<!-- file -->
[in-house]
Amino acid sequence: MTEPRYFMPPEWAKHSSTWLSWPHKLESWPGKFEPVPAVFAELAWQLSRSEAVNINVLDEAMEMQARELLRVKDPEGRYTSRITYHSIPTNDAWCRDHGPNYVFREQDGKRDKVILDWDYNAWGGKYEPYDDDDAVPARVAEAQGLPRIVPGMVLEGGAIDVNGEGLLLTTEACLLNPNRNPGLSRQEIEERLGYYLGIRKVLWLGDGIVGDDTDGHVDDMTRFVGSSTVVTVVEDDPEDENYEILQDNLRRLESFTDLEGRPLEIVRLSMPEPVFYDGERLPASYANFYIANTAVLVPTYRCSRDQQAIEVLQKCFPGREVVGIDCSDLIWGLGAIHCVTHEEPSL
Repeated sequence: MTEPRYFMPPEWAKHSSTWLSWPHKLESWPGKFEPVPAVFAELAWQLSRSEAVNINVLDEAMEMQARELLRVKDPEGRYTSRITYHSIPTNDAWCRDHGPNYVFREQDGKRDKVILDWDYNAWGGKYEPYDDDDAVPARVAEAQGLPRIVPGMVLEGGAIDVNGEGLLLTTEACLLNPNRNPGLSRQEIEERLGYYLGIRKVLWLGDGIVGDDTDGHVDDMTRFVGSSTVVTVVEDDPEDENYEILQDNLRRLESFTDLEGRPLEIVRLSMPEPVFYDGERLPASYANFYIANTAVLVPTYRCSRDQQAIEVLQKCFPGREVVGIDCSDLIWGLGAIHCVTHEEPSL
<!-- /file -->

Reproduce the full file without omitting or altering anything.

[in-house]
Amino acid sequence: MTEPRYFMPPEWAKHSSTWLSWPHKLESWPGKFEPVPAVFAELAWQLSRSEAVNINVLDEAMEMQARELLRVKDPEGRYTSRITYHSIPTNDAWCRDHGPNYVFREQDGKRDKVILDWDYNAWGGKYEPYDDDDAVPARVAEAQGLPRIVPGMVLEGGAIDVNGEGLLLTTEACLLNPNRNPGLSRQEIEERLGYYLGIRKVLWLGDGIVGDDTDGHVDDMTRFVGSSTVVTVVEDDPEDENYEILQDNLRRLESFTDLEGRPLEIVRLSMPEPVFYDGERLPASYANFYIANTAVLVPTYRCSRDQQAIEVLQKCFPGREVVGIDCSDLIWGLGAIHCVTHEEPSL
Repeated sequence: MTEPRYFMPPEWAKHSSTWLSWPHKLESWPGKFEPVPAVFAELAWQLSRSEAVNINVLDEAMEMQARELLRVKDPEGRYTSRITYHSIPTNDAWCRDHGPNYVFREQDGKRDKVILDWDYNAWGGKYEPYDDDDAVPARVAEAQGLPRIVPGMVLEGGAIDVNGEGLLLTTEACLLNPNRNPGLSRQEIEERLGYYLGIRKVLWLGDGIVGDDTDGHVDDMTRFVGSSTVVTVVEDDPEDENYEILQDNLRRLESFTDLEGRPLEIVRLSMPEPVFYDGERLPASYANFYIANTAVLVPTYRCSRDQQAIEVLQKCFPGREVVGIDCSDLIWGLGAIHCVTHEEPSL